Police to launch summer drug-driving crackdown

Motorists are being warned over a new police crackdown on drink and drug-driving as their summer crackdown on bad driving begins.

The initiative, spearheaded by the National Police Chiefs’ Council (NPCC) will now specifically target those suspected of drug-driving, using new testing kits officially introduced in March.

These new devices will be able to identify even trace amounts of cocaine and cannabis in a driver’s system by taking a small sample of saliva from suspected drug-drivers.

New drug-driving legislation introduced in March

Results are available within eight minutes, and are indicated by the appearance of lines on the newly-approved devices, working in a similar manner to a pregnancy test.

Suzette Davenport, head of the NPCC, said that the Council especially wants to get the message of the campaign across to younger motorists, who are statistically the most at risk.

She added that police forces across the country are now better equipped than ever to tackle drivers who take drugs or alcohol, whether it’s first thing in the morning or the last thing at night.

Last summer, nearly seven per cent of motorists pulled over on suspicion of drink-driving proved positive or failed or refused to take the test, equating to 4,108 breath tests out of 63,688.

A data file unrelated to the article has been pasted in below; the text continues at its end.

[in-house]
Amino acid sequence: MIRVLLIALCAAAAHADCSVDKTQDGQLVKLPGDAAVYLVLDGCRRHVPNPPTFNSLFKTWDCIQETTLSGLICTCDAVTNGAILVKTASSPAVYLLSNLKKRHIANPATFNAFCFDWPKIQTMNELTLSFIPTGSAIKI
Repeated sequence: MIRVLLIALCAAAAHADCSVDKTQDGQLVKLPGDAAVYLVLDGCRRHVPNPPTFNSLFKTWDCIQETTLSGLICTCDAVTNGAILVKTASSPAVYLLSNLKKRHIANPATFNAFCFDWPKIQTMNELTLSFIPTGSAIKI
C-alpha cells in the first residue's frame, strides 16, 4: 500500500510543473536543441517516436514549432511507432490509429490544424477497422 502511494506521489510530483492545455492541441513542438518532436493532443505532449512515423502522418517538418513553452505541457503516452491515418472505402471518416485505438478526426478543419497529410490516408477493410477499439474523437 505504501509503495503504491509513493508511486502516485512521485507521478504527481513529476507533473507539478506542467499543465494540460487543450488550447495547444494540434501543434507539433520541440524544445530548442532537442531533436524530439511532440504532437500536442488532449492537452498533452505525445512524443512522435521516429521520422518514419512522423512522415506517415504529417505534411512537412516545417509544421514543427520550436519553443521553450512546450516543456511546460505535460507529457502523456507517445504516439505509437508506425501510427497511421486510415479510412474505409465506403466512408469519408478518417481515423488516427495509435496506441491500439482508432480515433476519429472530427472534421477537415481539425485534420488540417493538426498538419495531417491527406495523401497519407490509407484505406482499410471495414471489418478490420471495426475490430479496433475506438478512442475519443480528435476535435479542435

Road safety charity Brake believes that the culture of drink-driving is changing, with its deputy chief executive Julie Townsend saying that the practice seems to be becoming more socially unacceptable.

A recent study from the RAC also showed that more than a third of drivers in the UK believe that the drink-driving limit should be reduced to the same as Scotland, which was dropped last year.

Since the legislation came into force, offences have fallen by 17 per cent in the first quarter of the year, according to statistics from Police Scotland.

Drivers want the drink-drive limit reduced

The new drug-driving legislation which was introduced in March is another key measure in bringing risky and impaired motorists to justice, according to Ms Townsend.

However, she added that there’s still a “long” way to go before drink and drug-driving is stamped out altogether.

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